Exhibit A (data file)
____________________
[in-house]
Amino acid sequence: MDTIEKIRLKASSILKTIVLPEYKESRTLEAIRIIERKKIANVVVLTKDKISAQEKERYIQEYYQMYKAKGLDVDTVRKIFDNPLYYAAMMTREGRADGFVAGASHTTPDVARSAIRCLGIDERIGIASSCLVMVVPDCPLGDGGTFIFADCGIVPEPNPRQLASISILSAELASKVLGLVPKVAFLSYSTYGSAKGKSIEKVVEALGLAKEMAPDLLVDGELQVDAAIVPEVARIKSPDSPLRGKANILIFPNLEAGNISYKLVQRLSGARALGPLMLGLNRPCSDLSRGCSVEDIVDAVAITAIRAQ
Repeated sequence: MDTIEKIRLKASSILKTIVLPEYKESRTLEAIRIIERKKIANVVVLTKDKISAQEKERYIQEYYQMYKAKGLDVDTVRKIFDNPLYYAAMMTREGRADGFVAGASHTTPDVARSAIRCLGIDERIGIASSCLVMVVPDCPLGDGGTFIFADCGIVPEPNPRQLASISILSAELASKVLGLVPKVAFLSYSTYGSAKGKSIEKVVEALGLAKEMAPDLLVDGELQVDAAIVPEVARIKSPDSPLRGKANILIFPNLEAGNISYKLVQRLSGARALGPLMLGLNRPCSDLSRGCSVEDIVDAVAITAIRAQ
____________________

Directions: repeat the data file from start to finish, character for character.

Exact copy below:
[in-house]
Amino acid sequence: MDTIEKIRLKASSILKTIVLPEYKESRTLEAIRIIERKKIANVVVLTKDKISAQEKERYIQEYYQMYKAKGLDVDTVRKIFDNPLYYAAMMTREGRADGFVAGASHTTPDVARSAIRCLGIDERIGIASSCLVMVVPDCPLGDGGTFIFADCGIVPEPNPRQLASISILSAELASKVLGLVPKVAFLSYSTYGSAKGKSIEKVVEALGLAKEMAPDLLVDGELQVDAAIVPEVARIKSPDSPLRGKANILIFPNLEAGNISYKLVQRLSGARALGPLMLGLNRPCSDLSRGCSVEDIVDAVAITAIRAQ
Repeated sequence: MDTIEKIRLKASSILKTIVLPEYKESRTLEAIRIIERKKIANVVVLTKDKISAQEKERYIQEYYQMYKAKGLDVDTVRKIFDNPLYYAAMMTREGRADGFVAGASHTTPDVARSAIRCLGIDERIGIASSCLVMVVPDCPLGDGGTFIFADCGIVPEPNPRQLASISILSAELASKVLGLVPKVAFLSYSTYGSAKGKSIEKVVEALGLAKEMAPDLLVDGELQVDAAIVPEVARIKSPDSPLRGKANILIFPNLEAGNISYKLVQRLSGARALGPLMLGLNRPCSDLSRGCSVEDIVDAVAITAIRAQ